Question #6a8b4

1 Answer
Sep 13, 2015

Actually, chlorine has a higher electron affinity than fluorine.


Electron affinity is a measure of the energy released when one mole of electrons is added to one mole of atoms in the gaseous state.

In simple terms, electron affinity tells you "how bad" an atom wants to add an electron to its outermost shell.

Since electron affinity deals with energy released, the values given have a negative sign, which further emphasizes the idea that you're dealing with energy that is given off by the process.

Now, the electron affinities for fluorine and chlorine are

#EA_"F" = -"328 kJ/mol"#

#EA_"Cl" = -"349 kJ/mol"#

What this tells you is that chlorine actually has a higher electron affinity than fluorine, because it gives off more energy when it forms the chloride ion than fluorine does when it forms the fluoride ion.

Remember, the negative sign just means "given off".

Now, the question is why does chlorine have a higher electron affinity than fluorine?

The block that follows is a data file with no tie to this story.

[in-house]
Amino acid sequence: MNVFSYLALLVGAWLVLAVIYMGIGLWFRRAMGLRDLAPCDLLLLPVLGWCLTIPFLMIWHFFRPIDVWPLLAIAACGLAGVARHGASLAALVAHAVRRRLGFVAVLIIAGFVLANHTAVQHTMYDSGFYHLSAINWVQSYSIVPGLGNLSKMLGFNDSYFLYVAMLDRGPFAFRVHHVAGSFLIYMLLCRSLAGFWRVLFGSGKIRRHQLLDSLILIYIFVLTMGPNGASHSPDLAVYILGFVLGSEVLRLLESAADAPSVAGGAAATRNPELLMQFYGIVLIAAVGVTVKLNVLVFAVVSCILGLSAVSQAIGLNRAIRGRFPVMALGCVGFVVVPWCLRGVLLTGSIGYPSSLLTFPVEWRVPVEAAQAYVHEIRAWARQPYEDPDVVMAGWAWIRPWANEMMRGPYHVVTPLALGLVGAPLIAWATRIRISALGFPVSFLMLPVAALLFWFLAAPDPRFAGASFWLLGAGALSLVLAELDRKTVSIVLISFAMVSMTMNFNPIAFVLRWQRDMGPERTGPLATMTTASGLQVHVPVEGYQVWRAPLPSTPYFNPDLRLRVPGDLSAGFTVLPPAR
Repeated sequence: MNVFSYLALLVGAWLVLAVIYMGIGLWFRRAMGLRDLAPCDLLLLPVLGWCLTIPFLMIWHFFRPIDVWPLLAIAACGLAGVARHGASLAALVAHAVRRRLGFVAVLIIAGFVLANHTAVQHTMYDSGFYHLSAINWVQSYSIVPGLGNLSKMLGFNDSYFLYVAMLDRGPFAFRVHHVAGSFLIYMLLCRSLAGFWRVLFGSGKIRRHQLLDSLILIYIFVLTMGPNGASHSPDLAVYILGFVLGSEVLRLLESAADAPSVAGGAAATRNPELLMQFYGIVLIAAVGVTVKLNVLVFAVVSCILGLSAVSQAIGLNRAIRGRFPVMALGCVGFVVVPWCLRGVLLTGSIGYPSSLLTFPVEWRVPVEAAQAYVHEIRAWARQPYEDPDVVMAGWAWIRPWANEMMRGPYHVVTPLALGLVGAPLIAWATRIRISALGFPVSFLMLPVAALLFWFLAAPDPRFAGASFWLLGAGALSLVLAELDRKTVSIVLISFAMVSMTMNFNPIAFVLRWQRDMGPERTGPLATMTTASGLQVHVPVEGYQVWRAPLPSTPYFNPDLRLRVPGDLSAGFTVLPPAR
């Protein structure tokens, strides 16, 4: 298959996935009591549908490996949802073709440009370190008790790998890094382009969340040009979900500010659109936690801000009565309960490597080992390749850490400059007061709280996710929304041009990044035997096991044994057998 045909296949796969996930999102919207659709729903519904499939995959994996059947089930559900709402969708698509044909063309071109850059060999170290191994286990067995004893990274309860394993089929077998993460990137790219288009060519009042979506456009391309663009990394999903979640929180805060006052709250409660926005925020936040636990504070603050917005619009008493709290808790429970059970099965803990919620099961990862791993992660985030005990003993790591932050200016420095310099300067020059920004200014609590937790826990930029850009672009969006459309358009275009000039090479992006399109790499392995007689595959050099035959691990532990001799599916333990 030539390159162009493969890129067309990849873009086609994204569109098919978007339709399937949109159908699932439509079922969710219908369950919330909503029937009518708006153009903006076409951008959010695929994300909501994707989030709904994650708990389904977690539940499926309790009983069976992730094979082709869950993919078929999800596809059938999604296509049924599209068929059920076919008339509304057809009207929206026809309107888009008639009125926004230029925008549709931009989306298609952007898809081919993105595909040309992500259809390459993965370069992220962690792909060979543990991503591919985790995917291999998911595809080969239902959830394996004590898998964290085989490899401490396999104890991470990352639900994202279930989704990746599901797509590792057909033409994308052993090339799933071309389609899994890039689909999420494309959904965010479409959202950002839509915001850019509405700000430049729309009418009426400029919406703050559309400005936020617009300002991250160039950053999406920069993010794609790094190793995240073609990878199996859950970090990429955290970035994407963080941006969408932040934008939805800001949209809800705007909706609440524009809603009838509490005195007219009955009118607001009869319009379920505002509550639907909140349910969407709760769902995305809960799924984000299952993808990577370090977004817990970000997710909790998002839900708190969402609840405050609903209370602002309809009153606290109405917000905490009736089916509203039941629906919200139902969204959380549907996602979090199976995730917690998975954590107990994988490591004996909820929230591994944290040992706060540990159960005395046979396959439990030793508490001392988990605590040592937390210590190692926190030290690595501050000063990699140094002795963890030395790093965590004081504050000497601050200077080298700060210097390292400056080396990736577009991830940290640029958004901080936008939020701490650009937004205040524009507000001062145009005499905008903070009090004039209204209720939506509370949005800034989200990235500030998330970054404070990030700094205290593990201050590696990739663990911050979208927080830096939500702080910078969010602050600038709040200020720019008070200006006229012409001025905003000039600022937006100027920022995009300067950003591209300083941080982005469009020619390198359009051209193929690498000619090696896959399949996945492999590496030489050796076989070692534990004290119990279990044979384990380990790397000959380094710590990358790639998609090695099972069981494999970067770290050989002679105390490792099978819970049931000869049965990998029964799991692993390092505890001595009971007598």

Because of fluorine's smaller atomic size. Fluorine's outermost electrons are located on the second energy level, closer to the nucleus than chlorine's outermost electrons, which are located on the third energy level.

Moreover, fluorine's outermost electrons are not screened as efficiently as chlorine's outermost electrons from the nucleus' positive charge.

Despite all this, fluorine has a lower electron affinity because its outermost electrons are packed more tightly.

Fluorine is a very small atom, which means that its outermost electrons are found in a very small area.

An incoming electron will thus have to be squeezed into a very small and very negatively charged area, which implies that it will encounter significant repulsion.

By comparison, the electron that is added to chlorine does not encounter as much repulsion because the electrons are more spread out on higher energy levels.

So, fluorine has a smaller electron affinity than chlorine because it's a smaller atom with a significant electron density concentrated in a smaller area, which means that the incoming electron must face more repulsion than it has to face in chlorine's case.